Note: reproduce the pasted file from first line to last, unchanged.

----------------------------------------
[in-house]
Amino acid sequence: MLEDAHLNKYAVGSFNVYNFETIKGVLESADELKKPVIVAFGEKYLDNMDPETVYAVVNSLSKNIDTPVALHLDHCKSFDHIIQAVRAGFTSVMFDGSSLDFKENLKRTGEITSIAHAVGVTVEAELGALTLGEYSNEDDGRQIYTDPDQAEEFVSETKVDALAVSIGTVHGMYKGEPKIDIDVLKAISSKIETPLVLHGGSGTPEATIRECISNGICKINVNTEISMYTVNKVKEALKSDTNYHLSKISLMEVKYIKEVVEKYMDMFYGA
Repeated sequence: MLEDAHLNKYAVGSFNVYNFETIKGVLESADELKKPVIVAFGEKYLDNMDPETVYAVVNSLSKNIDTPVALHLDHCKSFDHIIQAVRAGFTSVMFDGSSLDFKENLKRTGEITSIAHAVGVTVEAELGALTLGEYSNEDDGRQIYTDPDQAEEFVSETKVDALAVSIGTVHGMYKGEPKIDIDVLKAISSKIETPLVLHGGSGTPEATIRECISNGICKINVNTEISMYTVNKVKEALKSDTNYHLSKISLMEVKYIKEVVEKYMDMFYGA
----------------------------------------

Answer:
[in-house]
Amino acid sequence: MLEDAHLNKYAVGSFNVYNFETIKGVLESADELKKPVIVAFGEKYLDNMDPETVYAVVNSLSKNIDTPVALHLDHCKSFDHIIQAVRAGFTSVMFDGSSLDFKENLKRTGEITSIAHAVGVTVEAELGALTLGEYSNEDDGRQIYTDPDQAEEFVSETKVDALAVSIGTVHGMYKGEPKIDIDVLKAISSKIETPLVLHGGSGTPEATIRECISNGICKINVNTEISMYTVNKVKEALKSDTNYHLSKISLMEVKYIKEVVEKYMDMFYGA
Repeated sequence: MLEDAHLNKYAVGSFNVYNFETIKGVLESADELKKPVIVAFGEKYLDNMDPETVYAVVNSLSKNIDTPVALHLDHCKSFDHIIQAVRAGFTSVMFDGSSLDFKENLKRTGEITSIAHAVGVTVEAELGALTLGEYSNEDDGRQIYTDPDQAEEFVSETKVDALAVSIGTVHGMYKGEPKIDIDVLKAISSKIETPLVLHGGSGTPEATIRECISNGICKINVNTEISMYTVNKVKEALKSDTNYHLSKISLMEVKYIKEVVEKYMDMFYGA